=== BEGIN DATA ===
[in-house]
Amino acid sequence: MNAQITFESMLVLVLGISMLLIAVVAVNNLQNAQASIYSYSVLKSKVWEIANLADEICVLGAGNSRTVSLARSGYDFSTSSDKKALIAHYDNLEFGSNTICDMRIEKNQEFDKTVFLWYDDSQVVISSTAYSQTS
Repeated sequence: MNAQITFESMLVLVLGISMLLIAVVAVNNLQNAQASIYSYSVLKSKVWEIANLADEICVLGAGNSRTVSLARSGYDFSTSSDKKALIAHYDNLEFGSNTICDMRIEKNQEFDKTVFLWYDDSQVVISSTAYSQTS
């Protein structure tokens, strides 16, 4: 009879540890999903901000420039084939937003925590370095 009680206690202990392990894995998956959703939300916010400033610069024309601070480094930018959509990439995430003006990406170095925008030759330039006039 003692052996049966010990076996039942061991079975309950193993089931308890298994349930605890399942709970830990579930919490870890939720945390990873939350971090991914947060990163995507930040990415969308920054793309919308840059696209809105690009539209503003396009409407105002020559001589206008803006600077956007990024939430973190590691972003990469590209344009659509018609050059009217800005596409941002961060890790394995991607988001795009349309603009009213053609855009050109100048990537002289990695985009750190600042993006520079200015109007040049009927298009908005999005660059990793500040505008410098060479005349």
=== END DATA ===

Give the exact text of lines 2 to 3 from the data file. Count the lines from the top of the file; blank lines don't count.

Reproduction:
Amino acid sequence: MNAQITFESMLVLVLGISMLLIAVVAVNNLQNAQASIYSYSVLKSKVWEIANLADEICVLGAGNSRTVSLARSGYDFSTSSDKKALIAHYDNLEFGSNTICDMRIEKNQEFDKTVFLWYDDSQVVISSTAYSQTS
Repeated sequence: MNAQITFESMLVLVLGISMLLIAVVAVNNLQNAQASIYSYSVLKSKVWEIANLADEICVLGAGNSRTVSLARSGYDFSTSSDKKALIAHYDNLEFGSNTICDMRIEKNQEFDKTVFLWYDDSQVVISSTAYSQTS